How To Help Your Children Get The Most Protection Out Of Their Face Mask

With many children around the country required to wear masks in classrooms, including those as young as eight in Victoria, parents are wondering how they can support their kids’ mask use.

Schools are a breeding ground for respiratory viruses. When a large number of people are gathered together for extended periods of time within indoor areas, it’s a perfect recipe for aerosol transmission.

Along with proper ventilation, physical distancing and good hygiene, face masks can help reduce the spread of COVID.

So what masks are best for kids? And how can children increase the likelihood their mask will protect them from COVID?

Masks cut COVID transmission

The dominant route for COVID transmission is through the inhalation of infectious aerosols. When someone with COVID coughs, sneezes, talks or even breathes, they are exhaling scores of tiny virus-laden particles into the air that others around them can breathe in.

Evidence from the United States shows wearing masks in classrooms may reduce the chance of children contracting COVID from their classmates. Regions with school mask mandates have roughly half the rates of COVID infection among children than those without.

While randomised clinical studies focusing on mask use in schools are not available, data from larger community mask use trials support their ability to reduce the number of symptomatic COVID cases in the community.

The World Health Organization recommends mask use in students 12 years or older, and in students from six to 11 years old under appropriate supervision.

Masks don’t impact the air exchange in children or their ability to breathe, so they’re safe to use. However, masking students with specific needs should be evaluated on a case-by-case basis.

Mask use in children aged five and younger is not recommended, in part because facial expressions are important for social and emotional learning.

What masks are best for kids?

When selecting a mask, pay close attention to the fit; a mask will lose much of its effectiveness if it’s not worn appropriately. There shouldn’t be any gaps around the nose or along the sides of the face.

While many masks are capable of preventing the release of large droplets in those who are infected, a tighter fit will improve the filtration of the smaller aerosol particles.

Of the available mask varieties, N95 or P2 types have the best filtration efficiency, capturing more than 95% of particles. Though they need to be tested to ensure a proper fit to be most effective, and they may prove uncomfortable when worn for long periods.

Surgical masks (the disposable kind you can buy at supermarkets and pharmacies) are the next best at filtration, with efficiencies from 50–75%.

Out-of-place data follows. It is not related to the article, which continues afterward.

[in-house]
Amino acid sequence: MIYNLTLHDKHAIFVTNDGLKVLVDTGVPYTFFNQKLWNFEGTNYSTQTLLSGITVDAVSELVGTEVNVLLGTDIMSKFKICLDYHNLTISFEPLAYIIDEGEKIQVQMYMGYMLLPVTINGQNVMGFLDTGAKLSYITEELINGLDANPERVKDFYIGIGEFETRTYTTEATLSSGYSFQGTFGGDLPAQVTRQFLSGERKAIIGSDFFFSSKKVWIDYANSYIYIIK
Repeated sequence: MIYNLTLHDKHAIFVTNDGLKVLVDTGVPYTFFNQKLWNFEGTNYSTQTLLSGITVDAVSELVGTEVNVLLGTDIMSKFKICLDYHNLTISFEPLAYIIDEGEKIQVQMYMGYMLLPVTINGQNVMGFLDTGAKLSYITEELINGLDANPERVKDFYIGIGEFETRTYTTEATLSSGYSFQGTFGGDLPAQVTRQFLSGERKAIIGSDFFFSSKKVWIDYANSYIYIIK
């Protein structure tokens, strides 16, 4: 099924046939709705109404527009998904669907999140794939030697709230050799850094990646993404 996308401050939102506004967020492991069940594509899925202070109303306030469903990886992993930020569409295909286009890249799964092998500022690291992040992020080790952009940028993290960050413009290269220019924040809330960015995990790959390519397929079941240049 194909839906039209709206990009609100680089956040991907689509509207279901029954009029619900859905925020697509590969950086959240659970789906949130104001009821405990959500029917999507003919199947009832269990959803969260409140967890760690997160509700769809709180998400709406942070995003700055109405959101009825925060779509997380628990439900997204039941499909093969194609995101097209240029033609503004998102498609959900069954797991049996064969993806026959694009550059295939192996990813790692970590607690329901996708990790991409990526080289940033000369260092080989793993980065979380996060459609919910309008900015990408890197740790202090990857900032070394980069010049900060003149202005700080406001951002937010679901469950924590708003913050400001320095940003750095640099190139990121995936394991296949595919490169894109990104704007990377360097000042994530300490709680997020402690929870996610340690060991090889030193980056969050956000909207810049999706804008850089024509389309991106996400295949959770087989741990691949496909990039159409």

Surgical mask efficiency can be improved if a tighter fit is created around the face, such as by wearing the surgical mask underneath a cloth mask, or through the “knot & tuck” method.

How to Knot and Tuck a Mask

While useful for older students, N95s and most surgical masks may not be as effective in protecting young children, as many of these masks were designed for adults.

Cloth varieties, on the other hand, usually fit children much better. Being able to use fun prints and colours can help kids feel more comfortable with mask-wearing.

However, single-layer cloth masks are typically not recommended due to their low filtration efficiency. Well-fitting triple-layered masks are much better, and they are as effective as surgical varieties.

The three-layer fabric mask

Tips for young mask-wearers

The recommendations for children’s mask use mirror those for adults, so:

  • try to avoid touching the outside of the mask. This means using the ear loops to put on and remove the mask. If the mask is doing its job effectively, there could be virus particles on the outside of the mask. Always wash or sanitise hands after touching the mask
  • use a separate bag for storage. It’s important that a mask does not contaminate or be contaminated by other items
  • ensure the mask covers both the mouth and nose
  • wash cloth masks after every use. It may help to have several cloth masks so a fresh one can be used daily
  • throw out surgical and N95 masks after each use
  • don’t use a mask with valves. These won’t prevent an infected person spreading the virus.

Focus on masks indoors

While the advice might feel relatively complicated, research shows that even children in the first two years of school are very compliant with mask guidelines, using them appropriately for 77% of the school day, on average.

For best results, instructions on mask use and safety are needed alongside the rollout of masks in schools.

The use of masks is less important during outside recess and breaks, because outdoor areas are generally well-ventilated.

In indoor areas where masks can’t be used, such as during lunch, physical distancing is encouraged.

The Conversation | Joel Rindelaub, Research Fellow, School of Chemical Sciences, University of Auckland

This article was originally published in The Conversation and republished here under a Creative Commons License.

Author: Blog Desk
Blog Desk comprises many freelance medical and science writers with over a decade of experience in journalism. They have masters qualifications in journalism, science and management and have contributed significantly to the building of this portal. The authors can be contacted at blogdesk (at) skillmd (dot) com.

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